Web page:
434     # <i>cp /etc/make.conf /etc/make.conf.orig</i>
435     # <i>sed -e 's/#SYNC="cvs/SYNC="cvs/' /etc/make.conf.orig &gt; /etc/make.conf</i>
436     </pre>
437 zhen 1.5 </body>
438     </section>
439    
440     <section>
441     <title>I went to emerge blackdown-jdk and blackdown-jre, and afterwards
442     <c>java-config --list-available-vms</c> would only list blackdown-jre.
443     Openoffice would then refuse to emerge. What do I do? </title>
444    
445     <body>
446     <p>Solution: </p>
447     <pre caption = "Solution">
448     # <c>emerge unmerge blackdown-jre blackdown-jdk </c>
449     # <c>CONFIG_PROTECT="" emerge blackdown-jdk </c>
450     </pre>
451    
452 drobbins 1.1 </body>
453     </section>
454 zhware 1.18 <section>
455     <title>What's in <path>/var/tmp/portage</path>? Is it safe to delete the files and directories in <path>/var/tmp/portage</path>?</title>
456     <body>
457     During compilation, Gentoo saves the sources of the package in <path>/var/tmp/portage</path>. It is safe to clean out all contents of this directory.
458     </body>
459     </section>
460 drobbins 1.1 </chapter>
461    
462     <chapter>
463     <title>Usage</title>
464     <section>
465     <title>I have installed openssh on my box, but can only log in as root - my normal user
466     account doesn't work. </title>
467     <body>
468     <p>
469     This is most probably because your user account doesn't have a valid shell specified. Check
470     for your user entry in
471     <path>/etc/passwd</path> and see if it ends in /bin/bash (or any other shell). If it doesn't,
472     you must set a shell for the user. This is done using the usermod command, like this ;
473     </p>
474     <pre># <i>usermod -s /bin/bash myuser</i></pre>
475     </body>
476     </section>
477    
478     <section>
479     <title>I can start X applications as root only.</title>
480     <body><p>Your <path>/tmp</path> directory has the wrong permissions (it needs the sticky bit
481     set). Type the following as root:</p>
482     <pre># <i>chmod 1777 /tmp</i></pre>
483     </body>
484     </section>
485    
486     <section>
487     <title>How do I set up an International Keyboard Layout?</title>
488     <body><p>Edit the <c>KEYMAP</c> variable in <path>/etc/rc.conf</path>.
489     Then either reboot or restart the keymaps script:
490     <c>/etc/init.d/keymaps restart</c>.</p>
491     </body>
492     </section>
493    
494     <section>
495     <title>DNS name resolution works for root only.</title>
496     <body><p><path>/etc/resolv.conf</path> has the wrong permissions; <c>chmod</c> it as follows:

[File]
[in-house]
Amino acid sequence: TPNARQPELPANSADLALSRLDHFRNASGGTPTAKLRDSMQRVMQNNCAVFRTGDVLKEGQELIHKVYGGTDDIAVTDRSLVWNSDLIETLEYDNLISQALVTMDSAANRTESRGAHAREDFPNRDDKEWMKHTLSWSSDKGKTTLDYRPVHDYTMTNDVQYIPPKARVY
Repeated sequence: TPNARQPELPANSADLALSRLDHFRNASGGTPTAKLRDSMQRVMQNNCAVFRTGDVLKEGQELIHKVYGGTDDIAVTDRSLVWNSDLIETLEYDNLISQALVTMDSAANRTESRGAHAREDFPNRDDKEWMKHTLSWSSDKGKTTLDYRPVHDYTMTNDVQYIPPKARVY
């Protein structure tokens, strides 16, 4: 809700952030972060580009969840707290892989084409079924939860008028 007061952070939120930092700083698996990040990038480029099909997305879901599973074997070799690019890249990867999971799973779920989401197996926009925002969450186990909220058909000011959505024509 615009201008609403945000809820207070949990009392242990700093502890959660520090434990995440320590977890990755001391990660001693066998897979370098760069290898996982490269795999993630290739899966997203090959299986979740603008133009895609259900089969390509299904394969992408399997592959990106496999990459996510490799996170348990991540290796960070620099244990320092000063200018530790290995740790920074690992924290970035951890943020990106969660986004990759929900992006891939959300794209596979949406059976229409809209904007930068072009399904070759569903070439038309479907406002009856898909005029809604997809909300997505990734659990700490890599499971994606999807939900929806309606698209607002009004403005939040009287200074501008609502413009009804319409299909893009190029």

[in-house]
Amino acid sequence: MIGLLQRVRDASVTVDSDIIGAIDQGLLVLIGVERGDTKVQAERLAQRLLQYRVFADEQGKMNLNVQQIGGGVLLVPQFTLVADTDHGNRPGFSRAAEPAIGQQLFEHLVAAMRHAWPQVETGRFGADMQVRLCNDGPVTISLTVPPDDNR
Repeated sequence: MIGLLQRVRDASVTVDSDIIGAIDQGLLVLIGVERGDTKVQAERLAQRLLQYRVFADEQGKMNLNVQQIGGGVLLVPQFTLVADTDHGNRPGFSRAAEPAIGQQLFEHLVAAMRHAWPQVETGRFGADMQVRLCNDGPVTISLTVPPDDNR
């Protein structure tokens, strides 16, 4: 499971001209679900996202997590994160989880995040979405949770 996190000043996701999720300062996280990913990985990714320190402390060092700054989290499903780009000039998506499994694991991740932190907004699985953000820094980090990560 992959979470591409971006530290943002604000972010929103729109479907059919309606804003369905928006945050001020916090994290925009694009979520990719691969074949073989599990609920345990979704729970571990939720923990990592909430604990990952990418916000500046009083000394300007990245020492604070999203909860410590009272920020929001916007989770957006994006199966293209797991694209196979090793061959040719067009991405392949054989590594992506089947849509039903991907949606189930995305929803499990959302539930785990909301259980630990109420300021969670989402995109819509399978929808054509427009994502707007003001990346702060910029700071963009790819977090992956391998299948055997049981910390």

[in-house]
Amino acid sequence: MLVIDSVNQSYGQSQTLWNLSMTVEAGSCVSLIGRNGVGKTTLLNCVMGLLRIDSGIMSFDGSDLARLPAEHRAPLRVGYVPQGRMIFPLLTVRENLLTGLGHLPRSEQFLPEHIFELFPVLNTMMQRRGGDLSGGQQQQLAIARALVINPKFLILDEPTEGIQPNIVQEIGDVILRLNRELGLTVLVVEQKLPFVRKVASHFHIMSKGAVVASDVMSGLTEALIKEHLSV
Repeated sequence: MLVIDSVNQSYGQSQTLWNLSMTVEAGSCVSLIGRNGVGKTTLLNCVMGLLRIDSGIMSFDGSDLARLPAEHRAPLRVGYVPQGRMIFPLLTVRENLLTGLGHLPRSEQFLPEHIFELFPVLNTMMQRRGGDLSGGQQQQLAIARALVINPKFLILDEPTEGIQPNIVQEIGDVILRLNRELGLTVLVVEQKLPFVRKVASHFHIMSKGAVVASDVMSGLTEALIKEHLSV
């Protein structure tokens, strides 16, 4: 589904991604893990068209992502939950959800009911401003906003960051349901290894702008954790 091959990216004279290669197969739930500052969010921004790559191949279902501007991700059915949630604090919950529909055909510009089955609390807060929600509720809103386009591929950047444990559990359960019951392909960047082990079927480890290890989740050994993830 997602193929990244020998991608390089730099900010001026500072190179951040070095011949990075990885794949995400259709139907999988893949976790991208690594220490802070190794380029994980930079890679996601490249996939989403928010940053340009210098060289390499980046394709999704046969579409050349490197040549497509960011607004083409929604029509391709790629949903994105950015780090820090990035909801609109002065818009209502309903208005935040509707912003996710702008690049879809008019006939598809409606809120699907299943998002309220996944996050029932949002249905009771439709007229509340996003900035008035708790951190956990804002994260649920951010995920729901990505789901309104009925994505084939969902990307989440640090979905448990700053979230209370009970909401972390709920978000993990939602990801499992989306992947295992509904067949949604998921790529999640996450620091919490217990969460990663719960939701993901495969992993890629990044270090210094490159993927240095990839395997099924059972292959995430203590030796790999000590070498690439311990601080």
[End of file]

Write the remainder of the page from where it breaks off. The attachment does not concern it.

497     </p>
498     <pre># <i>chmod 0644 /etc/resolv.conf</i></pre>
499     </body>
500     </section>
501    
502     <section>
503     <title>Why is KDE not reading <path>/etc/profile</path>?</title>
504     <body><p>You need to add <c>--login</c> to the first line in <path>/opt/kde2.1/bin/startkde
505     </path>, so that it reads as follows:</p>
506     <pre>#!/bin/sh --login</pre>
507     <p>This fix has been added to recent versions of KDE.</p>
508 zhen 1.17 </body>
509     </section>
510    
511     <section>
512     <title>Why can't my user use their own crontab?</title>
513     <body><p>You need to add that user to the <i>cron</i> group.
514     </p>
515 drobbins 1.1 </body>
516     </section>
517     </chapter>
518    
519     <chapter>
520     <title>Maintenance</title>
521     <section>
522     <title>ReiserFS and filesystem corruption issues -- how to fix'em, etc</title>
523     <body>
524     <p>
525     If your
526     ReiserFS partition is corrupt, try booting the Gentoo
527     Linux boot CD and run <c>reiserfsck --rebuild-tree</c> on
528     the corrupted filesystem. This should make the filesystem consistent
529     again, although you may have lost some files or directories due
530     to the corruption.
531     </p>
532     </body>
533     </section>
534     <!-- is this still relevant? -cpm -->
535     <section>
536     <title>How to I view the timestamps in /var/log/syslog.d, etc. on a pre-1.0_rc5 Gentoo
537     system?</title>
538     <body>
539     <p>To view multilog (Gentoo Linux 1.0_rc5 and earlier) timestamps, you need to pipe the
540     current log through the <c>tai64nlocal</c>command:</p>
541    
542     <pre>
543 seo 1.14 # <i>tai64nlocal &lt; /var/log/syslog.d/current | less</i>
544 drobbins 1.1 </pre>
545    
546     <p>Or, alternatively, if you want to "tail" the log:</p>
547    
548     <pre>
549     # <i>tail -f /var/log/syslog.d/current | tai64nlocal</i>
550     </pre>
551    
552     </body>
553     </section>
554     </chapter>
555    
556     <chapter>
557     <title>Development</title>
558     <section>
559     <title>Where can I report bugs?</title>
560     <body><p>For bugs within a specific program, contact the program's author. Otherwise, use our
561     Bugzilla bug tracker at <uri>http://bugs.gentoo.org</uri>. You can also visit us in
562     <c>#gentoo</c> on the <uri link="http://www.openprojects.net">OpenProjects</uri> IRC network.
563     </p></body>
564     </section>
565    
566     <section>
567     <title>How often are new releases made?</title>
568 zhen 1.13 <body><p>New releases are announced on the <uri link="http://www.gentoo.org/main/en/lists.xml">gentoo-announce</uri>
569 drobbins 1.1 mailing list<!-- TODO: approximatley every X months -->, In reality the packages themselves
570     are updated shortly after the main authors release new code. As for when new Cd images etc
571     are released, that tends to be whenever there are any major updates to the base code, or when
572     new modules get added.</p></body>
573     </section>
574